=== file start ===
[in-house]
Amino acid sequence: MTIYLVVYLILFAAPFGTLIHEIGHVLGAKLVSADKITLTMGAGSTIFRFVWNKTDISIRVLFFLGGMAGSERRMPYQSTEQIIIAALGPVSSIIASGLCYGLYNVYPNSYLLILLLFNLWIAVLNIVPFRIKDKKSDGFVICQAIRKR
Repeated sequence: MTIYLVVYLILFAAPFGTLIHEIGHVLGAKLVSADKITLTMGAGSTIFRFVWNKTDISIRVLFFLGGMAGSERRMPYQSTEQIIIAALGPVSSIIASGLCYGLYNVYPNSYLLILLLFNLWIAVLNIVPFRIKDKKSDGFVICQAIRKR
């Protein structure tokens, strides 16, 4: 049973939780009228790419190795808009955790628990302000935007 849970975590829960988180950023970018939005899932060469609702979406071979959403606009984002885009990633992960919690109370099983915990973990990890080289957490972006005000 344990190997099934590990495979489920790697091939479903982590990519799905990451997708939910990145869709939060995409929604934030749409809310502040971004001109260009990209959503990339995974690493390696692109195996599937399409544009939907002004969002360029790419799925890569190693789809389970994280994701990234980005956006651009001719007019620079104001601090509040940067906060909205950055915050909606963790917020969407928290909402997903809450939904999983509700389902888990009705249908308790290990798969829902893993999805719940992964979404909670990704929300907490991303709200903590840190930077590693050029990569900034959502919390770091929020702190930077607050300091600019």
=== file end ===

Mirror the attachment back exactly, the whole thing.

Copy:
[in-house]
Amino acid sequence: MTIYLVVYLILFAAPFGTLIHEIGHVLGAKLVSADKITLTMGAGSTIFRFVWNKTDISIRVLFFLGGMAGSERRMPYQSTEQIIIAALGPVSSIIASGLCYGLYNVYPNSYLLILLLFNLWIAVLNIVPFRIKDKKSDGFVICQAIRKR
Repeated sequence: MTIYLVVYLILFAAPFGTLIHEIGHVLGAKLVSADKITLTMGAGSTIFRFVWNKTDISIRVLFFLGGMAGSERRMPYQSTEQIIIAALGPVSSIIASGLCYGLYNVYPNSYLLILLLFNLWIAVLNIVPFRIKDKKSDGFVICQAIRKR
């Protein structure tokens, strides 16, 4: 049973939780009228790419190795808009955790628990302000935007 849970975590829960988180950023970018939005899932060469609702979406071979959403606009984002885009990633992960919690109370099983915990973990990890080289957490972006005000 344990190997099934590990495979489920790697091939479903982590990519799905990451997708939910990145869709939060995409929604934030749409809310502040971004001109260009990209959503990339995974690493390696692109195996599937399409544009939907002004969002360029790419799925890569190693789809389970994280994701990234980005956006651009001719007019620079104001601090509040940067906060909205950055915050909606963790917020969407928290909402997903809450939904999983509700389902888990009705249908308790290990798969829902893993999805719940992964979404909670990704929300907490991303709200903590840190930077590693050029990569900034959502919390770091929020702190930077607050300091600019």